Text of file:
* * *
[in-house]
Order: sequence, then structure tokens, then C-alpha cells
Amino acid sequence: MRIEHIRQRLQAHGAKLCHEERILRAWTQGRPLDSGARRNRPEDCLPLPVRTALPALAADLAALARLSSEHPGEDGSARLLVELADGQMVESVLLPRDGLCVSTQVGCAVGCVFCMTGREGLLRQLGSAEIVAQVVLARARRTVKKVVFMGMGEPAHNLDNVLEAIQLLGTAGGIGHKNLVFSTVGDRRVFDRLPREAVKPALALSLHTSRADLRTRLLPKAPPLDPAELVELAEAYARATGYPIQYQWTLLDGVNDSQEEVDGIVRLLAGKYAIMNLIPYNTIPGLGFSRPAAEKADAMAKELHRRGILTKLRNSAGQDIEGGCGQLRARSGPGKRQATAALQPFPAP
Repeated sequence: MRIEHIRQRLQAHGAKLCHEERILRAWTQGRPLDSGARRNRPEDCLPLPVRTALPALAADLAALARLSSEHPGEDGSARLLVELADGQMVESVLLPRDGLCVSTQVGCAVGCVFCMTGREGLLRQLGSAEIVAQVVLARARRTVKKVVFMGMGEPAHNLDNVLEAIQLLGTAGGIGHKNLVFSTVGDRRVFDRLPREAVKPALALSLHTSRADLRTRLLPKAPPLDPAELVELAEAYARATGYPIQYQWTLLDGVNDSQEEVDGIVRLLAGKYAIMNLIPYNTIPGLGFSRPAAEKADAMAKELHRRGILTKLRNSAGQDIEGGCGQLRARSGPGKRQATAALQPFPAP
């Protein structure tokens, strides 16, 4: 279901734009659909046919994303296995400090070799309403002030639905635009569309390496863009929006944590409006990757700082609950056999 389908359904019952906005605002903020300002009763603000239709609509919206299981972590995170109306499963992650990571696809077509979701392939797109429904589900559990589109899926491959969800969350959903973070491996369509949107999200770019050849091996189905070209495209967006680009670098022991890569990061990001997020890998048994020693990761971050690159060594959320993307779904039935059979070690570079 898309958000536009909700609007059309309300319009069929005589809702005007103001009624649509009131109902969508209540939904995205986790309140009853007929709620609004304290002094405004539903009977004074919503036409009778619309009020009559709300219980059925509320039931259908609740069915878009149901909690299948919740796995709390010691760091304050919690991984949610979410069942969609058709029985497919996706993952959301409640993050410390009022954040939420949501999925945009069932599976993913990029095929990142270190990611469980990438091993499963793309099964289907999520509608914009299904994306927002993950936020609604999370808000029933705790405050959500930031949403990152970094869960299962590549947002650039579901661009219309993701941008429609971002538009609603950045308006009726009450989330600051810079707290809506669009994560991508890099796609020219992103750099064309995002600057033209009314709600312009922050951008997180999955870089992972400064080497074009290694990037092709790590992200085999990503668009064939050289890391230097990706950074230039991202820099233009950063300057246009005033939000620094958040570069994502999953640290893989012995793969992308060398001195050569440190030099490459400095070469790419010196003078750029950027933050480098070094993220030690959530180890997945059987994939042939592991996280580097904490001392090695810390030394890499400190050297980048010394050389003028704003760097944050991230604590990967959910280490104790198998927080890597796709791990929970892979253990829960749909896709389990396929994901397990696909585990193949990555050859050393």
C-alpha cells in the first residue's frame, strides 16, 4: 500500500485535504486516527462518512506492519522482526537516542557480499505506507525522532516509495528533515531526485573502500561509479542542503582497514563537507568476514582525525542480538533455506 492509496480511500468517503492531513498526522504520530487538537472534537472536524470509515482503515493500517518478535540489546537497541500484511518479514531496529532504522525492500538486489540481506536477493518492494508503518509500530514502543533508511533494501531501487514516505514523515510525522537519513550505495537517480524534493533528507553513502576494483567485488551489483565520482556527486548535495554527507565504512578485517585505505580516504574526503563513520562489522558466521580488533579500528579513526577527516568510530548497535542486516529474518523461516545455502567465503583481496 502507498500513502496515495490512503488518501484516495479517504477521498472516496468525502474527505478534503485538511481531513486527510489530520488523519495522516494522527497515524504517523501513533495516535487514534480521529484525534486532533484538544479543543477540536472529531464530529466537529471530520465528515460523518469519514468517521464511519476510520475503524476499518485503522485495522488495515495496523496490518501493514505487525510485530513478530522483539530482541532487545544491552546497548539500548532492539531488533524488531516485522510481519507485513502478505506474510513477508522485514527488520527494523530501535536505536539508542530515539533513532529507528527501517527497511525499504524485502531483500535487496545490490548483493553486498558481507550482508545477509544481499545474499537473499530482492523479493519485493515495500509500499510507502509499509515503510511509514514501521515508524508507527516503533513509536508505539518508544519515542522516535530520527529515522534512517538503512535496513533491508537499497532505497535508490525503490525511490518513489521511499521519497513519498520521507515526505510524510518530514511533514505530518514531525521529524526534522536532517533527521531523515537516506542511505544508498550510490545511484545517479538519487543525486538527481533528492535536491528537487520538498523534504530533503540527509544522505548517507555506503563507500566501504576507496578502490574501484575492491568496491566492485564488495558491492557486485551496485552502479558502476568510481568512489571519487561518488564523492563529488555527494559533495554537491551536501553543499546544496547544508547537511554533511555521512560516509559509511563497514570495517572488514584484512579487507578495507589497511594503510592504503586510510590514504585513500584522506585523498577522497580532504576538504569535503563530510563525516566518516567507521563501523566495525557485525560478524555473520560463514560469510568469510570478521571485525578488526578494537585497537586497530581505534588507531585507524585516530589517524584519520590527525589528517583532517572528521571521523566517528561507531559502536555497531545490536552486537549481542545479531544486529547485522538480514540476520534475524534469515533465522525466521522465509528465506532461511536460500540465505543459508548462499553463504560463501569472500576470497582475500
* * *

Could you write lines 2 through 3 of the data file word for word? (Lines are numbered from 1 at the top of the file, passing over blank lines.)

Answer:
Order: sequence, then structure tokens, then C-alpha cells
Amino acid sequence: MRIEHIRQRLQAHGAKLCHEERILRAWTQGRPLDSGARRNRPEDCLPLPVRTALPALAADLAALARLSSEHPGEDGSARLLVELADGQMVESVLLPRDGLCVSTQVGCAVGCVFCMTGREGLLRQLGSAEIVAQVVLARARRTVKKVVFMGMGEPAHNLDNVLEAIQLLGTAGGIGHKNLVFSTVGDRRVFDRLPREAVKPALALSLHTSRADLRTRLLPKAPPLDPAELVELAEAYARATGYPIQYQWTLLDGVNDSQEEVDGIVRLLAGKYAIMNLIPYNTIPGLGFSRPAAEKADAMAKELHRRGILTKLRNSAGQDIEGGCGQLRARSGPGKRQATAALQPFPAP